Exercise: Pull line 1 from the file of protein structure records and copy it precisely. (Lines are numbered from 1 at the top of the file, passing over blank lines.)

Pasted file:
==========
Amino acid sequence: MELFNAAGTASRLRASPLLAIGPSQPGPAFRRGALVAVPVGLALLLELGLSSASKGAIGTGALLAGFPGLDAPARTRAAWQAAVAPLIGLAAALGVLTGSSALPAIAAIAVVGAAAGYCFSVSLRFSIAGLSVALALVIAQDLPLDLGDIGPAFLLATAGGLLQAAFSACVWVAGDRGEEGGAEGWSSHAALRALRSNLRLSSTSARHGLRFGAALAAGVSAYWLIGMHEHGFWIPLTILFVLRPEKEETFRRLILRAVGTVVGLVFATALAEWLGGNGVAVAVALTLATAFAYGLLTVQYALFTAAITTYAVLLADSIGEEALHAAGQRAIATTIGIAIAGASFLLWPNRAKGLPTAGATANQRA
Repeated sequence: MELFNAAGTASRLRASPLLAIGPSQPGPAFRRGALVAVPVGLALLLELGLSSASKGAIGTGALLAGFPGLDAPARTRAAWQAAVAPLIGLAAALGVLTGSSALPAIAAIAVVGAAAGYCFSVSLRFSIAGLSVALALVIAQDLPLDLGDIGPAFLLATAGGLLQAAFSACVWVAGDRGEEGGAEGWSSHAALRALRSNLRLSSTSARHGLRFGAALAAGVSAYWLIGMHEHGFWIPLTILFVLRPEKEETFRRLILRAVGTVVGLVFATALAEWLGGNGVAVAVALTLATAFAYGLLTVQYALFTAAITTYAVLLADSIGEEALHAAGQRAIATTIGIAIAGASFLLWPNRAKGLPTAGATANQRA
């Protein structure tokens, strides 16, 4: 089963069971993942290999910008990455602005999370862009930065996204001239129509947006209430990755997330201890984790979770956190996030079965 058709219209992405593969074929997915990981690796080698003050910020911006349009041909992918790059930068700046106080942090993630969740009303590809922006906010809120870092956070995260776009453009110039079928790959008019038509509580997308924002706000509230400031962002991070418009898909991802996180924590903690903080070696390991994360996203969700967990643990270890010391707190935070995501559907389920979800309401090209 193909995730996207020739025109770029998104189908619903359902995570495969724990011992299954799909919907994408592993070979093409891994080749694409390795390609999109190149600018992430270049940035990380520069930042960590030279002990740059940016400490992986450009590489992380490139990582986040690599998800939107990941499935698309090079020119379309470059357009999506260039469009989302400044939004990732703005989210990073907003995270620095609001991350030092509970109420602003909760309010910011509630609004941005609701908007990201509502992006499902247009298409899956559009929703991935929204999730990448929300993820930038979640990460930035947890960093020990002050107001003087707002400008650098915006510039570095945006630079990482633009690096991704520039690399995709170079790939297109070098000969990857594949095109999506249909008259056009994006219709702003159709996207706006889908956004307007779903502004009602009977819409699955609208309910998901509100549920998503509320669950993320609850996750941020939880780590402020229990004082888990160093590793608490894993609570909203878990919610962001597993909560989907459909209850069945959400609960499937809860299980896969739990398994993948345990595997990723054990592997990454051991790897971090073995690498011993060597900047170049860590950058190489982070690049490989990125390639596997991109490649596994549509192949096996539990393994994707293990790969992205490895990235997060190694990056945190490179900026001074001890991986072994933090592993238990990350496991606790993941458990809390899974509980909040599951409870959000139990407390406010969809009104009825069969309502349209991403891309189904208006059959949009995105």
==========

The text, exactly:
Amino acid sequence: MELFNAAGTASRLRASPLLAIGPSQPGPAFRRGALVAVPVGLALLLELGLSSASKGAIGTGALLAGFPGLDAPARTRAAWQAAVAPLIGLAAALGVLTGSSALPAIAAIAVVGAAAGYCFSVSLRFSIAGLSVALALVIAQDLPLDLGDIGPAFLLATAGGLLQAAFSACVWVAGDRGEEGGAEGWSSHAALRALRSNLRLSSTSARHGLRFGAALAAGVSAYWLIGMHEHGFWIPLTILFVLRPEKEETFRRLILRAVGTVVGLVFATALAEWLGGNGVAVAVALTLATAFAYGLLTVQYALFTAAITTYAVLLADSIGEEALHAAGQRAIATTIGIAIAGASFLLWPNRAKGLPTAGATANQRA